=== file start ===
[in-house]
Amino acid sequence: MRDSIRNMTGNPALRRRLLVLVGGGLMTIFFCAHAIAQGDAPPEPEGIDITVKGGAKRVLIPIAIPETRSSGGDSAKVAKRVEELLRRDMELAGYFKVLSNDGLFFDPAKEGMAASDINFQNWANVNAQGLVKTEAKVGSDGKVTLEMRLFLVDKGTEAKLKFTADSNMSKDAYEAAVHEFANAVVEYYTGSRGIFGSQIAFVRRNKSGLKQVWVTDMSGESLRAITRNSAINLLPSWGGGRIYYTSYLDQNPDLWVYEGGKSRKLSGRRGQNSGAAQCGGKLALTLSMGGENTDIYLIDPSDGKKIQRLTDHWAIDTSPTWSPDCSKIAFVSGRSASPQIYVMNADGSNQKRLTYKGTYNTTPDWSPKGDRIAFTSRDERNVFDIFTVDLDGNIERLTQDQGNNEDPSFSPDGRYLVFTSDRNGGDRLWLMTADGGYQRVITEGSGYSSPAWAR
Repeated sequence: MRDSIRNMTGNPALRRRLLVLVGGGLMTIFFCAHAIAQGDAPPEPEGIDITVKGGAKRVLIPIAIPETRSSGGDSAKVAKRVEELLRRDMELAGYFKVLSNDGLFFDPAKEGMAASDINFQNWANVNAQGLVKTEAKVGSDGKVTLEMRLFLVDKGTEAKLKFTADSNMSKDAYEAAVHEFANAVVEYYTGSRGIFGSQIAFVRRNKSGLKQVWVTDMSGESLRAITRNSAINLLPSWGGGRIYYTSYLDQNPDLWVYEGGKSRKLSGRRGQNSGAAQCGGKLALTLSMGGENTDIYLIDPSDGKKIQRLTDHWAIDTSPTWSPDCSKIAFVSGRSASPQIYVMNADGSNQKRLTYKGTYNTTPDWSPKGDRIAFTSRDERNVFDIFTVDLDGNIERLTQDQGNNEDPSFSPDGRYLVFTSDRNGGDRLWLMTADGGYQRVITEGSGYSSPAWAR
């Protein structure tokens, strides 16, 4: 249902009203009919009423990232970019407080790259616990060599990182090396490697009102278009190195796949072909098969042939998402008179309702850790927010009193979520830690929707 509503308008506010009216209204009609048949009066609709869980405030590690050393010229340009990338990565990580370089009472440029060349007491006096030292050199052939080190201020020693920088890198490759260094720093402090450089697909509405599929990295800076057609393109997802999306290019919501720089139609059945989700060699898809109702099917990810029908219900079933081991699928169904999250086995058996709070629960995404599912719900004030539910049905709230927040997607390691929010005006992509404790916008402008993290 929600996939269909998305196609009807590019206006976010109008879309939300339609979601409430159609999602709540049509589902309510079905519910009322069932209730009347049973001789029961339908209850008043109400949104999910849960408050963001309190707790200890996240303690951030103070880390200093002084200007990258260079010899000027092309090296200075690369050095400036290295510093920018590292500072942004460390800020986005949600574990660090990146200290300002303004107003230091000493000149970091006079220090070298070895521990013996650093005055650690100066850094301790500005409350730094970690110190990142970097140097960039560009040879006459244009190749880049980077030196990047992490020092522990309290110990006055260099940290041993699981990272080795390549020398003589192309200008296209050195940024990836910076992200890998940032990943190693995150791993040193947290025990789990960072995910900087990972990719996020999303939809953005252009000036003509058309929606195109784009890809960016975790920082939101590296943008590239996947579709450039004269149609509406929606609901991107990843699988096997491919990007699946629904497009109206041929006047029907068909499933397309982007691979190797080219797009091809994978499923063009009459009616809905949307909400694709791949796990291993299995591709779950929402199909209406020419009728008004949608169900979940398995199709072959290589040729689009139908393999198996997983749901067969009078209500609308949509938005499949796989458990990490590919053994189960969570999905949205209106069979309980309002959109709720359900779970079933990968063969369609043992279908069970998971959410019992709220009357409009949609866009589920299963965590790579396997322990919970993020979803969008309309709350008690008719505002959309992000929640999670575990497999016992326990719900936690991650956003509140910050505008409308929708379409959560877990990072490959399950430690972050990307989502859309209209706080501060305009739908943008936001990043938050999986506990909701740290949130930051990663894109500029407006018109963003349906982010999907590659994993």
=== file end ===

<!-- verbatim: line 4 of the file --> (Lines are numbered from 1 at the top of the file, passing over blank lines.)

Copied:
């Protein structure tokens, strides 16, 4: 249902009203009919009423990232970019407080790259616990060599990182090396490697009102278009190195796949072909098969042939998402008179309702850790927010009193979520830690929707 509503308008506010009216209204009609048949009066609709869980405030590690050393010229340009990338990565990580370089009472440029060349007491006096030292050199052939080190201020020693920088890198490759260094720093402090450089697909509405599929990295800076057609393109997802999306290019919501720089139609059945989700060699898809109702099917990810029908219900079933081991699928169904999250086995058996709070629960995404599912719900004030539910049905709230927040997607390691929010005006992509404790916008402008993290 929600996939269909998305196609009807590019206006976010109008879309939300339609979601409430159609999602709540049509589902309510079905519910009322069932209730009347049973001789029961339908209850008043109400949104999910849960408050963001309190707790200890996240303690951030103070880390200093002084200007990258260079010899000027092309090296200075690369050095400036290295510093920018590292500072942004460390800020986005949600574990660090990146200290300002303004107003230091000493000149970091006079220090070298070895521990013996650093005055650690100066850094301790500005409350730094970690110190990142970097140097960039560009040879006459244009190749880049980077030196990047992490020092522990309290110990006055260099940290041993699981990272080795390549020398003589192309200008296209050195940024990836910076992200890998940032990943190693995150791993040193947290025990789990960072995910900087990972990719996020999303939809953005252009000036003509058309929606195109784009890809960016975790920082939101590296943008590239996947579709450039004269149609509406929606609901991107990843699988096997491919990007699946629904497009109206041929006047029907068909499933397309982007691979190797080219797009091809994978499923063009009459009616809905949307909400694709791949796990291993299995591709779950929402199909209406020419009728008004949608169900979940398995199709072959290589040729689009139908393999198996997983749901067969009078209500609308949509938005499949796989458990990490590919053994189960969570999905949205209106069979309980309002959109709720359900779970079933990968063969369609043992279908069970998971959410019992709220009357409009949609866009589920299963965590790579396997322990919970993020979803969008309309709350008690008719505002959309992000929640999670575990497999016992326990719900936690991650956003509140910050505008409308929708379409959560877990990072490959399950430690972050990307989502859309209209706080501060305009739908943008936001990043938050999986506990909701740290949130930051990663894109500029407006018109963003349906982010999907590659994993």